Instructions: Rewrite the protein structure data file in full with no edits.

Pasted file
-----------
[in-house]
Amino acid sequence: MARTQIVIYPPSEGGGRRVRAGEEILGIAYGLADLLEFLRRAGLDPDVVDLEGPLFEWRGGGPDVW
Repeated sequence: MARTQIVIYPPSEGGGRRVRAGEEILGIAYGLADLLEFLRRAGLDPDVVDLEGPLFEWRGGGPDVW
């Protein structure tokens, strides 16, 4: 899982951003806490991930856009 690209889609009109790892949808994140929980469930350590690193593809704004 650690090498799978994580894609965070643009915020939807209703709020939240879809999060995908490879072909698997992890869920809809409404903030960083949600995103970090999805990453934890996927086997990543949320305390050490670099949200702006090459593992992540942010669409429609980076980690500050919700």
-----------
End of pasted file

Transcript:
[in-house]
Amino acid sequence: MARTQIVIYPPSEGGGRRVRAGEEILGIAYGLADLLEFLRRAGLDPDVVDLEGPLFEWRGGGPDVW
Repeated sequence: MARTQIVIYPPSEGGGRRVRAGEEILGIAYGLADLLEFLRRAGLDPDVVDLEGPLFEWRGGGPDVW
């Protein structure tokens, strides 16, 4: 899982951003806490991930856009 690209889609009109790892949808994140929980469930350590690193593809704004 650690090498799978994580894609965070643009915020939807209703709020939240879809999060995908490879072909698997992890869920809809409404903030960083949600995103970090999805990453934890996927086997990543949320305390050490670099949200702006090459593992992540942010669409429609980076980690500050919700």